This is entirely incorrect. Quants do not, as a rule, run liquidity providing strategies with market orders. Market orders pay for liquidity; they are the buyers for what HFT is selling.
> said Lun, whose computer holds trades for an average of six days
Does this exclude outliers? What's the median duration?
Another disclaimer, the markets I'm quoting these averages from are the ES and ZB.
In general, people have a poor understanding of how to evaluate an investment manager. It's not enough to just look at absolute returns and compare them to the S&P, you need to correct for market exposure (the beta). Even then, it is not that straightforward: this is one of the best overviews I've seen (the author of the blog, Robert Frey, was a former managing director at Renaissance Technologies, the most successful hedge fund of all time)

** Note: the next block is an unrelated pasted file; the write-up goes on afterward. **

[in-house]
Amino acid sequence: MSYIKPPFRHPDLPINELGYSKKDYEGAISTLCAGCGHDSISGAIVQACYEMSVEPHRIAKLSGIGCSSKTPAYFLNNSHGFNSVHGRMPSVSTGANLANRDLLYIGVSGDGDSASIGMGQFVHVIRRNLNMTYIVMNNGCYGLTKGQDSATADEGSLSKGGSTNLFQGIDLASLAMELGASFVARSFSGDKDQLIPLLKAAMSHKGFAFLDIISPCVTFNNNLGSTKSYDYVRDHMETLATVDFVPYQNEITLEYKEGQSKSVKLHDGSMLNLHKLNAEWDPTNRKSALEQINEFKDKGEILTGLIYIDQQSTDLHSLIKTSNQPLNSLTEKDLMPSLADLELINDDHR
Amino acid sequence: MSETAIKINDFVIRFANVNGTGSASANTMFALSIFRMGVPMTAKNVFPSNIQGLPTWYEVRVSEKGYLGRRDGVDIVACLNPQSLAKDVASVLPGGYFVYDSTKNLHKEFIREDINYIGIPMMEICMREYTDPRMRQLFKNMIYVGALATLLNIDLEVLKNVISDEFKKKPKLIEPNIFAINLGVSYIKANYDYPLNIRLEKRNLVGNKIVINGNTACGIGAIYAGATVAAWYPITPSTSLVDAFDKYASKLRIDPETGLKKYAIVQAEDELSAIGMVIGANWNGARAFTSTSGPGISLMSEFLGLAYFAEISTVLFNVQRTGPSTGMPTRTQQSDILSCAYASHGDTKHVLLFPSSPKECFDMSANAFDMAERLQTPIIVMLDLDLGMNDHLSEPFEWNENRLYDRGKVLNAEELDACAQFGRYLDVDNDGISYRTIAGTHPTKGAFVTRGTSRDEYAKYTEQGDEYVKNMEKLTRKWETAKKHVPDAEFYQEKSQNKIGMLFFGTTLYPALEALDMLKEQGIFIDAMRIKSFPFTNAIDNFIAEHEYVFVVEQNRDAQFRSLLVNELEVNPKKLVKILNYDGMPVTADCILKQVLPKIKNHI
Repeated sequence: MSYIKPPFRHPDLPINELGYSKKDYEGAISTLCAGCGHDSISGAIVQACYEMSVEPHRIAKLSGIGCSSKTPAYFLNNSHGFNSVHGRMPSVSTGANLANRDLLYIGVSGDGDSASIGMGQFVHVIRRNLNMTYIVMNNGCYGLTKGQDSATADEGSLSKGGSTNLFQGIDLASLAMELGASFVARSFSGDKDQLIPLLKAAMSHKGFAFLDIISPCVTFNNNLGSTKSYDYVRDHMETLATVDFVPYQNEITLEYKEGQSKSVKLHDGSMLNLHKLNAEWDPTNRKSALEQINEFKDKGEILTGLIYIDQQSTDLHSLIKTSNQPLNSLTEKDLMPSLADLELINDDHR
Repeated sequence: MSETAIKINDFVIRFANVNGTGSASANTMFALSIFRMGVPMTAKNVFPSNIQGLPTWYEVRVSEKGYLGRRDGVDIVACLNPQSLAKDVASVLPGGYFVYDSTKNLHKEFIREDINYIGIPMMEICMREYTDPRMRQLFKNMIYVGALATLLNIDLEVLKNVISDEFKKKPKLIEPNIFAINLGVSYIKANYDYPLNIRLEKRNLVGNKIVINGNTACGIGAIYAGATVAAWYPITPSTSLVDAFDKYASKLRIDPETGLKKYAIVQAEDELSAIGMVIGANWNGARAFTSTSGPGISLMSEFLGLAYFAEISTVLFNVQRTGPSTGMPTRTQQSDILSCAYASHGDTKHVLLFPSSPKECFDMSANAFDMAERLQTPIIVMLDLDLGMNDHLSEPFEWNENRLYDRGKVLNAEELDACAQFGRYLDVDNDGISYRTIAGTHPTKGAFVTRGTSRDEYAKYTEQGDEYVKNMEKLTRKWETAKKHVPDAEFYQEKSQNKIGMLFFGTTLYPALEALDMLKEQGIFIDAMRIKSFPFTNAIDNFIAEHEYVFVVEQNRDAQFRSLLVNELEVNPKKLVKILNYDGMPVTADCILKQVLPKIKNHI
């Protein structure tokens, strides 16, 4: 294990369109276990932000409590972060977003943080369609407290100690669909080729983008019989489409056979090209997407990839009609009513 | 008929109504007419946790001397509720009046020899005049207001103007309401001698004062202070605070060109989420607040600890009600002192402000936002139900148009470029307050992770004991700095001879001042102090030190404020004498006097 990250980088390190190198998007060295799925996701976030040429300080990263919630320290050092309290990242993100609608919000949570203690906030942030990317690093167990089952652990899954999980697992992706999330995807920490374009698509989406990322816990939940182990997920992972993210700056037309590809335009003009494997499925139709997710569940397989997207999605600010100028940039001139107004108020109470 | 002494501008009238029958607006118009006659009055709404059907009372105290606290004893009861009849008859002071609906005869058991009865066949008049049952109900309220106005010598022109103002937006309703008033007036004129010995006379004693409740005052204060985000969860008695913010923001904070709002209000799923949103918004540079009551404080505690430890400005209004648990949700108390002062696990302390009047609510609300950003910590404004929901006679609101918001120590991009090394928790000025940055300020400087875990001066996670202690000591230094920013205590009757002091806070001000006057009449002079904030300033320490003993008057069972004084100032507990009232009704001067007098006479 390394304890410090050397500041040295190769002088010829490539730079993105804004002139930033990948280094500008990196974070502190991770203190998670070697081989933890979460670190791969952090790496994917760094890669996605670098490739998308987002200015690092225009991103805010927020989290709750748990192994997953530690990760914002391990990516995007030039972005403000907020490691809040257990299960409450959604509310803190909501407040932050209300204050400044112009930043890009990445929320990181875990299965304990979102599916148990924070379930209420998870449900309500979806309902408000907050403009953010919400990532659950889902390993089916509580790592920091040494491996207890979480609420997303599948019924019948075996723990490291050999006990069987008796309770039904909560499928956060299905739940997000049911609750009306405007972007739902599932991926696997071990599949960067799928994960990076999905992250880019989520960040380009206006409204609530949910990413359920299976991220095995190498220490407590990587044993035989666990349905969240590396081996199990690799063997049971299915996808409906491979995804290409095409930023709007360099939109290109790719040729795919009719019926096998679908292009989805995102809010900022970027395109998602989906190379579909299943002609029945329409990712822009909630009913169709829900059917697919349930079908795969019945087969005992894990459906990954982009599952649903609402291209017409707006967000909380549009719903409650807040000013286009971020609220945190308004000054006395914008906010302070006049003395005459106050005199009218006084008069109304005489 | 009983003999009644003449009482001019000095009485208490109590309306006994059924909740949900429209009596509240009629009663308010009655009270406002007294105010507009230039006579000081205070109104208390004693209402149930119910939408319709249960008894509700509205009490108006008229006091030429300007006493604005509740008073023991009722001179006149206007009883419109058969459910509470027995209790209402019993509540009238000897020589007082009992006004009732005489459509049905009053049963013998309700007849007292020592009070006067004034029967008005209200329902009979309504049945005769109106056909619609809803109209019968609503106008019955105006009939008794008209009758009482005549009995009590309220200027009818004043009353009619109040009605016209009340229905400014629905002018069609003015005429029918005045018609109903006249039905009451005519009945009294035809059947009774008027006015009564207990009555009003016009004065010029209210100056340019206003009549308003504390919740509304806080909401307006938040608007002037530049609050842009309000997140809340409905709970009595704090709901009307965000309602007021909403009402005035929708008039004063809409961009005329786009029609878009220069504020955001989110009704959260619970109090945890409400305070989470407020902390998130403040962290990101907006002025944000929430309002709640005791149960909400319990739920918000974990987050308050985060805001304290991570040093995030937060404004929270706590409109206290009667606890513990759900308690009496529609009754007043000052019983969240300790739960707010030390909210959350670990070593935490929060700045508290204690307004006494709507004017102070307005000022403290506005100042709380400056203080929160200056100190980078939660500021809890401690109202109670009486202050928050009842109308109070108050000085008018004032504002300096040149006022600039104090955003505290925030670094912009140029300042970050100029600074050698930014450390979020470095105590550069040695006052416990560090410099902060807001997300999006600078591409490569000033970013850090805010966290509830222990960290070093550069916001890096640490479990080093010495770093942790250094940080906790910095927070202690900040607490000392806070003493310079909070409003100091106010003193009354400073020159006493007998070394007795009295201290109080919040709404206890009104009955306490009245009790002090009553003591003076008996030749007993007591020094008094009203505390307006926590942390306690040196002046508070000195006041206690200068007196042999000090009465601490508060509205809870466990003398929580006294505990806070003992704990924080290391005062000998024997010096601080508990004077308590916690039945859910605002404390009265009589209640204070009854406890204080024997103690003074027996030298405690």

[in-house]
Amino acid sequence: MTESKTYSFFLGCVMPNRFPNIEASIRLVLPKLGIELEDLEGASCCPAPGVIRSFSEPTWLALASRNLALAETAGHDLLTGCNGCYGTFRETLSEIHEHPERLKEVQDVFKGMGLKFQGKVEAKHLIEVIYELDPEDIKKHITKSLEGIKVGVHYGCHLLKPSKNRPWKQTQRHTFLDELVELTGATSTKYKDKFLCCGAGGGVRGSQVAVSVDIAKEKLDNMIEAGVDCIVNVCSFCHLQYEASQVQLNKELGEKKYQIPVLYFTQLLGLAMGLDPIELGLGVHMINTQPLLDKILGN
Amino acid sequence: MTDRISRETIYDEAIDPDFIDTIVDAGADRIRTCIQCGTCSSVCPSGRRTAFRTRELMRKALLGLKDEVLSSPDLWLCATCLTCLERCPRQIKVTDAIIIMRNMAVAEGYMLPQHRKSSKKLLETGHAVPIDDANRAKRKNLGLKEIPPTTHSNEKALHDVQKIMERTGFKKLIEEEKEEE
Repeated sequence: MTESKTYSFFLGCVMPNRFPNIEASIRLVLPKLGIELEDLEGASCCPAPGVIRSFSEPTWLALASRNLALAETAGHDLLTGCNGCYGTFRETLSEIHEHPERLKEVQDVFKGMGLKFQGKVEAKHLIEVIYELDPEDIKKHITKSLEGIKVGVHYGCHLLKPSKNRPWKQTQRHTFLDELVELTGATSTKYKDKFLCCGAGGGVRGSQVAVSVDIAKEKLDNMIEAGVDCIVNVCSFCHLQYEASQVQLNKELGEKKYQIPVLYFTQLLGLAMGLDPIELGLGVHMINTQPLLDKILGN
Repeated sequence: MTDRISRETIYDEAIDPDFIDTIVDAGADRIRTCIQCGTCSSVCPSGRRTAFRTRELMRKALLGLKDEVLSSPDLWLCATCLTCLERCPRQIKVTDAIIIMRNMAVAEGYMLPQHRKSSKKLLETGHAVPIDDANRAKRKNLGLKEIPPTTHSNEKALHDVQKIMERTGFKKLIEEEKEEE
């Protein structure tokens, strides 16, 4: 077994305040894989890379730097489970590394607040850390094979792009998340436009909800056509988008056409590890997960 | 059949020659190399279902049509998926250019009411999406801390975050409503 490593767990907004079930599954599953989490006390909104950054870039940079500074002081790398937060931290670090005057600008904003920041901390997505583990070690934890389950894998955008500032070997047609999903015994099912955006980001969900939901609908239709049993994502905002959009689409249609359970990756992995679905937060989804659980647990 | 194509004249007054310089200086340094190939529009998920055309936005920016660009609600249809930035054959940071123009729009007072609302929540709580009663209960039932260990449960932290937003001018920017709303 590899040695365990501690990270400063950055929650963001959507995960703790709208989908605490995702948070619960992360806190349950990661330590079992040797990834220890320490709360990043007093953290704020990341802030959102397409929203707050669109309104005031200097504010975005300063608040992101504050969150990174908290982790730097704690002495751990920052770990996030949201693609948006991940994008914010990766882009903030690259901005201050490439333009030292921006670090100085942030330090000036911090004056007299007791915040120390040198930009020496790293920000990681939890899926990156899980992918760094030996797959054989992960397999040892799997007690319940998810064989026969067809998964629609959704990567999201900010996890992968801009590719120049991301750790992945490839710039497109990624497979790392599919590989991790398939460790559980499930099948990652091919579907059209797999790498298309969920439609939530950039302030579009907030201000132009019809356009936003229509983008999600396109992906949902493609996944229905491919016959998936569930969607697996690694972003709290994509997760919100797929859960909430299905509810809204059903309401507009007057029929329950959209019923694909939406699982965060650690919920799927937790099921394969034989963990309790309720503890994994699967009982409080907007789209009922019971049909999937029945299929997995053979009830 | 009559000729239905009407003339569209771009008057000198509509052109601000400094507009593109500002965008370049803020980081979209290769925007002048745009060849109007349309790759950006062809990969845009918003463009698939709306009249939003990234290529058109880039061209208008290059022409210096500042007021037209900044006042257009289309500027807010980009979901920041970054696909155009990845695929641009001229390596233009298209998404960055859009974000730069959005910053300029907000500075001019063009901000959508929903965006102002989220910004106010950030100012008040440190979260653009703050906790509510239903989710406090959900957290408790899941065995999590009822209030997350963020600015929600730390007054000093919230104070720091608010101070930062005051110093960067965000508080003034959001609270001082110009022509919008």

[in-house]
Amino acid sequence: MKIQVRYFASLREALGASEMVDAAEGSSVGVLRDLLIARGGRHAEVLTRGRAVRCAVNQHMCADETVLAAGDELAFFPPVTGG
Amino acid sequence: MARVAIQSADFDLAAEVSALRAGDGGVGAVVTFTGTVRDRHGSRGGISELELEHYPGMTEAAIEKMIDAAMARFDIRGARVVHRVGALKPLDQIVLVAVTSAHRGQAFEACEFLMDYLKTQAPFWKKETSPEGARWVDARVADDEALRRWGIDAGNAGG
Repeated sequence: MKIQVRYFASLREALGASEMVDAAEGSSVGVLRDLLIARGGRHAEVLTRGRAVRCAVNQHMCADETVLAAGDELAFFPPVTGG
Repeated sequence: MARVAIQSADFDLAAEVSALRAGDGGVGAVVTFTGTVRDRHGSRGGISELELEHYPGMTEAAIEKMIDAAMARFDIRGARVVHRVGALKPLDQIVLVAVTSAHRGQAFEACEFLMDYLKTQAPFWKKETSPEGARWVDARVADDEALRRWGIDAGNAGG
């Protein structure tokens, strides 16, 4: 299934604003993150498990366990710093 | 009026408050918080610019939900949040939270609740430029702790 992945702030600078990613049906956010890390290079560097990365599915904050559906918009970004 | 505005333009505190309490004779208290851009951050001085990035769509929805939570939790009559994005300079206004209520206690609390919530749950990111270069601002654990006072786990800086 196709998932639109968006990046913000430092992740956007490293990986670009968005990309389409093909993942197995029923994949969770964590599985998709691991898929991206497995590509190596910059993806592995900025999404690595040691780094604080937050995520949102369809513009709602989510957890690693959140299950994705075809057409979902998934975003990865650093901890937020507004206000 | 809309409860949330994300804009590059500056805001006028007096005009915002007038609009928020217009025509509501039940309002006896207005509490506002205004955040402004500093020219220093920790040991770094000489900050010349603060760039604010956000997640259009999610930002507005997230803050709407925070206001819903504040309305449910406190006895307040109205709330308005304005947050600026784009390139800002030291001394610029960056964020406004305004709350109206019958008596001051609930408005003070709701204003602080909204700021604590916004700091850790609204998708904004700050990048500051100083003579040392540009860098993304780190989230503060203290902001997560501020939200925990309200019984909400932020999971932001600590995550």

To make the "correcting for exposure" aspect concrete, suppose you have the opportunity to invest in a poker player that generates a 10% return on capital per year. It wouldn't really make sense to compare this return to the S&P 500 returns, because the beta is very close to 0.
Well he is certainly surrounded by some impressive people.
I think at this point in the search for alpha, wall street has employed applied mathematicians, physicists, code breakers, engineers, economists, chemists, computer scientists, sociologists, and now computational biologists.
Each one of them brought some new/novel mathematical techniques to the field. Do Medieval Historians learn any specialized math?